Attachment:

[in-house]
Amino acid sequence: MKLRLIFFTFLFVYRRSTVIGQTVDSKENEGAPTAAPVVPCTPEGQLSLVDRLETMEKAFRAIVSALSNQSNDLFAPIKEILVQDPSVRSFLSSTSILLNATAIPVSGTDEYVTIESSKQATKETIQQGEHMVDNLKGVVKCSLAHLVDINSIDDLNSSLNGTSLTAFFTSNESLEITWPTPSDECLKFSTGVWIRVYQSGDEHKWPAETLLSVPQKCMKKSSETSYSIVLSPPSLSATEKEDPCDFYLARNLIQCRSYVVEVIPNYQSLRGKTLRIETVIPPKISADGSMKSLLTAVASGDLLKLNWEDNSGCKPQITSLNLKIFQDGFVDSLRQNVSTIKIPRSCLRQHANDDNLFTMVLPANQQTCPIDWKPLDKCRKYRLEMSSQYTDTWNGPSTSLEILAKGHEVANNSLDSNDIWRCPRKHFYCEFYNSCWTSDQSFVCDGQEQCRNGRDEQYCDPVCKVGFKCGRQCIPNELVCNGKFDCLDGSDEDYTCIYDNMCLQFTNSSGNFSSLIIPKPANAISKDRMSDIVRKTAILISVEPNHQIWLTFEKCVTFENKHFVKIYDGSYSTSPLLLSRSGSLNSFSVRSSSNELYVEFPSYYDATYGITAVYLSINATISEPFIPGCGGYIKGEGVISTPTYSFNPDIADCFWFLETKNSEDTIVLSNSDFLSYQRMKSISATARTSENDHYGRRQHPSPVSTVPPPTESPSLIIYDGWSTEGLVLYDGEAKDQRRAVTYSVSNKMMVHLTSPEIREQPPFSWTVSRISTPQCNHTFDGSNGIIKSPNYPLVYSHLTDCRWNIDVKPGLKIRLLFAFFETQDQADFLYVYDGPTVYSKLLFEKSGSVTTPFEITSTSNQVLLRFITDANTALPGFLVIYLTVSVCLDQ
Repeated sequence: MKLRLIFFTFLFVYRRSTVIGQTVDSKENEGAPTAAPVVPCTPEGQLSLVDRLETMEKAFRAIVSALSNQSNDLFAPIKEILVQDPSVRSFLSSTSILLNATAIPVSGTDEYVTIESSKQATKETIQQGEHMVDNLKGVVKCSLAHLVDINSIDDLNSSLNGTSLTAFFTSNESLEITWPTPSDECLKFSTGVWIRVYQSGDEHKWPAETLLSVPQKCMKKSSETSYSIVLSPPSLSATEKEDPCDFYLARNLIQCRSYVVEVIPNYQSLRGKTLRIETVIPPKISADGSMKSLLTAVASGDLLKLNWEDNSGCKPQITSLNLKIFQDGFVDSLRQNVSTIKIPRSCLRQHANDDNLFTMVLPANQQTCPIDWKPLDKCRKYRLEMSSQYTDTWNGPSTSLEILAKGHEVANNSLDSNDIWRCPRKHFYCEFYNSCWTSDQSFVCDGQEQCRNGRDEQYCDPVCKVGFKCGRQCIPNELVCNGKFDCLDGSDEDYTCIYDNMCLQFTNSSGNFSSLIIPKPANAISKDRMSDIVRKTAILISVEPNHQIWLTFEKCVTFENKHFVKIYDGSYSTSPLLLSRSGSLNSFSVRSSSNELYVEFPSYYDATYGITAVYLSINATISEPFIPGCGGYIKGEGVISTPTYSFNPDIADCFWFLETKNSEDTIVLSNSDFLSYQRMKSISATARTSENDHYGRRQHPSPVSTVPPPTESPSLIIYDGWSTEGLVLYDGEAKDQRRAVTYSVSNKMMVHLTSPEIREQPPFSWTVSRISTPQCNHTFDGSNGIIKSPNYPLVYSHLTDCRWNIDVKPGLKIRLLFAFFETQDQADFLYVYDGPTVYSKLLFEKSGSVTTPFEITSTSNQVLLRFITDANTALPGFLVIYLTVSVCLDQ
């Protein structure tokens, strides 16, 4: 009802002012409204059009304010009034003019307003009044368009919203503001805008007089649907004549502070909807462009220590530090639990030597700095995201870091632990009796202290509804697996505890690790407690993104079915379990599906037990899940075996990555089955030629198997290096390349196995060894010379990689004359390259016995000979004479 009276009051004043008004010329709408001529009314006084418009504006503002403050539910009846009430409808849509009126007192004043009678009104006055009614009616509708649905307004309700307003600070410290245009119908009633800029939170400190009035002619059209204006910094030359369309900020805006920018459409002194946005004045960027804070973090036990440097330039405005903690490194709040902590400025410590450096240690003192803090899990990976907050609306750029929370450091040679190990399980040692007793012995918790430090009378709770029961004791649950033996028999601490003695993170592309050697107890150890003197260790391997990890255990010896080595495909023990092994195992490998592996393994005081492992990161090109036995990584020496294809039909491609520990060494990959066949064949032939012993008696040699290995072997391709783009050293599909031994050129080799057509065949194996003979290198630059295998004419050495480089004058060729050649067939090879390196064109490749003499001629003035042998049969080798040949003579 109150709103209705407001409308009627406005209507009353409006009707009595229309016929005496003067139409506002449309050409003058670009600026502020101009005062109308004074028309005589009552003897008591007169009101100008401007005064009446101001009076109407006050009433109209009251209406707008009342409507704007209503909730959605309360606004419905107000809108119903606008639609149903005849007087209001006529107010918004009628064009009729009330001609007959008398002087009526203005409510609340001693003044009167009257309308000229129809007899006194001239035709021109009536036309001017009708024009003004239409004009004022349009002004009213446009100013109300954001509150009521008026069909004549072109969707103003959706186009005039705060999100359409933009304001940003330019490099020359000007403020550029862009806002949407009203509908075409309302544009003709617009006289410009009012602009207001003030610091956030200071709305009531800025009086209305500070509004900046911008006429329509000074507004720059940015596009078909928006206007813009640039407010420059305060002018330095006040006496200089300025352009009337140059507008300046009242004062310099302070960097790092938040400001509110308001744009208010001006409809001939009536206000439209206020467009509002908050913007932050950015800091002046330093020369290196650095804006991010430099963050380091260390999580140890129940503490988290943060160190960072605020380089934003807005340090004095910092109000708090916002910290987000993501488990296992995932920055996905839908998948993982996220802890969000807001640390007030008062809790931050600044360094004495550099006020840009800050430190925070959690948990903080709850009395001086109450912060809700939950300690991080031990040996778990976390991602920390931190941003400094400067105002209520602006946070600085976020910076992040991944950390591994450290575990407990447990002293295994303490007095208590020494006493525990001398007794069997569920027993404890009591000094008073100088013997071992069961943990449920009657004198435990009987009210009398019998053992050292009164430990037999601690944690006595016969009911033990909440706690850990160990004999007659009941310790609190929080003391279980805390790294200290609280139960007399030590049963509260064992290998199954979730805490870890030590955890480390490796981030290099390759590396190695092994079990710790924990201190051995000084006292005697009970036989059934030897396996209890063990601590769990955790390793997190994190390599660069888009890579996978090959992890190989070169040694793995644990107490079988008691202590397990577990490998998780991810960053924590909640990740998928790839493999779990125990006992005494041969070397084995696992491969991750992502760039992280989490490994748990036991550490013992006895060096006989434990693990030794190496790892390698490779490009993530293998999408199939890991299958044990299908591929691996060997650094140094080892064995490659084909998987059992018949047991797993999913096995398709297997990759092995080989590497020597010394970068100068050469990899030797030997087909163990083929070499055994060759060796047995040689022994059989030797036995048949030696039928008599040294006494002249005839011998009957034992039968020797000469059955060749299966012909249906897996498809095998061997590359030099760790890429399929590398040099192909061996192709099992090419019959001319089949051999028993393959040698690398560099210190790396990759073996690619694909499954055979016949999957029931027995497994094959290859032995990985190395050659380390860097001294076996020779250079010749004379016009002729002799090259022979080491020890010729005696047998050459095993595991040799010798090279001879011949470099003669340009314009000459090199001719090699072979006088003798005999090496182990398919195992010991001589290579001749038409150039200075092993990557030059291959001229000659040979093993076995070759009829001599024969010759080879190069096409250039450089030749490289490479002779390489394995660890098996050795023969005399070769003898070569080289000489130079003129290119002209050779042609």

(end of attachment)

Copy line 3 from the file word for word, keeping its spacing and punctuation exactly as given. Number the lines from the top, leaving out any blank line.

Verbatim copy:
Repeated sequence: MKLRLIFFTFLFVYRRSTVIGQTVDSKENEGAPTAAPVVPCTPEGQLSLVDRLETMEKAFRAIVSALSNQSNDLFAPIKEILVQDPSVRSFLSSTSILLNATAIPVSGTDEYVTIESSKQATKETIQQGEHMVDNLKGVVKCSLAHLVDINSIDDLNSSLNGTSLTAFFTSNESLEITWPTPSDECLKFSTGVWIRVYQSGDEHKWPAETLLSVPQKCMKKSSETSYSIVLSPPSLSATEKEDPCDFYLARNLIQCRSYVVEVIPNYQSLRGKTLRIETVIPPKISADGSMKSLLTAVASGDLLKLNWEDNSGCKPQITSLNLKIFQDGFVDSLRQNVSTIKIPRSCLRQHANDDNLFTMVLPANQQTCPIDWKPLDKCRKYRLEMSSQYTDTWNGPSTSLEILAKGHEVANNSLDSNDIWRCPRKHFYCEFYNSCWTSDQSFVCDGQEQCRNGRDEQYCDPVCKVGFKCGRQCIPNELVCNGKFDCLDGSDEDYTCIYDNMCLQFTNSSGNFSSLIIPKPANAISKDRMSDIVRKTAILISVEPNHQIWLTFEKCVTFENKHFVKIYDGSYSTSPLLLSRSGSLNSFSVRSSSNELYVEFPSYYDATYGITAVYLSINATISEPFIPGCGGYIKGEGVISTPTYSFNPDIADCFWFLETKNSEDTIVLSNSDFLSYQRMKSISATARTSENDHYGRRQHPSPVSTVPPPTESPSLIIYDGWSTEGLVLYDGEAKDQRRAVTYSVSNKMMVHLTSPEIREQPPFSWTVSRISTPQCNHTFDGSNGIIKSPNYPLVYSHLTDCRWNIDVKPGLKIRLLFAFFETQDQADFLYVYDGPTVYSKLLFEKSGSVTTPFEITSTSNQVLLRFITDANTALPGFLVIYLTVSVCLDQ